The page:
Whitehead describes causal efficacy as "the experience dominating the primitive living organisms, which have a sense for the fate from which they have emerged, and the fate towards which they go." It is, in other words, the sense of causal relations between entities, a feeling of being influenced and affected by the surrounding environment, unmediated by the senses. Presentational immediacy, on the other hand, is what is usually referred to as "pure sense perception," unmediated by any causal or symbolic interpretation, even unconscious interpretation. In other words, it is pure appearance, which may or may not be delusive (e.g., mistaking an image in a mirror for "the real thing").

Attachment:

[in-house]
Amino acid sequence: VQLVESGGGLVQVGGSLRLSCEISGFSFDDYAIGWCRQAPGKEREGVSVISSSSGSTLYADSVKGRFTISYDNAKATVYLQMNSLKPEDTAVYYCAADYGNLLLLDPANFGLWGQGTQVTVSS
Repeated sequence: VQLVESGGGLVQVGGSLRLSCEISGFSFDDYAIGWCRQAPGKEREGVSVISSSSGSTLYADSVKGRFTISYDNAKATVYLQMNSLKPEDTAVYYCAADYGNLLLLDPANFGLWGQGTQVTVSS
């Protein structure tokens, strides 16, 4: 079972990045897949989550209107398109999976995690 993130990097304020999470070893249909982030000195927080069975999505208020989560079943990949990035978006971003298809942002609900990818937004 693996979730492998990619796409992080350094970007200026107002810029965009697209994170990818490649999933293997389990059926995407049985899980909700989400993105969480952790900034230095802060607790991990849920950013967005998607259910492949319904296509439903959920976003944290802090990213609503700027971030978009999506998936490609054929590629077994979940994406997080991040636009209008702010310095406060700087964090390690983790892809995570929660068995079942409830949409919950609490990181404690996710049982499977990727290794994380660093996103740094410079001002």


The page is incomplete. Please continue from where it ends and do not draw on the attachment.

In higher organisms (like people), these two modes of perception combine into what Whitehead terms "symbolic reference," which links appearance with causation in a process that is so automatic that both people and animals have difficulty refraining from it. By way of illustration, Whitehead uses the example of a person's encounter with a chair. An ordinary person looks up, sees a colored shape, and immediately infers that it is a chair. However, an artist, Whitehead supposes, "might not have jumped to the notion of a chair," but instead "might have stopped at the mere contemplation of a beautiful color and a beautiful shape." This is not the normal human reaction; most people place objects in categories by habit and instinct, without even thinking about it. Moreover, animals do the same thing. Using the same example, Whitehead points out that a dog "would have acted immediately on the hypothesis of a chair and would have jumped onto it by way of using it as such." In this way, symbolic reference is a fusion of pure sense perceptions on the one hand and causal relations on the other, and that it is in fact the causal relationships that dominate the more basic mentality (as the dog illustrates), while it is the sense perceptions which indicate a higher grade mentality (as the artist illustrates).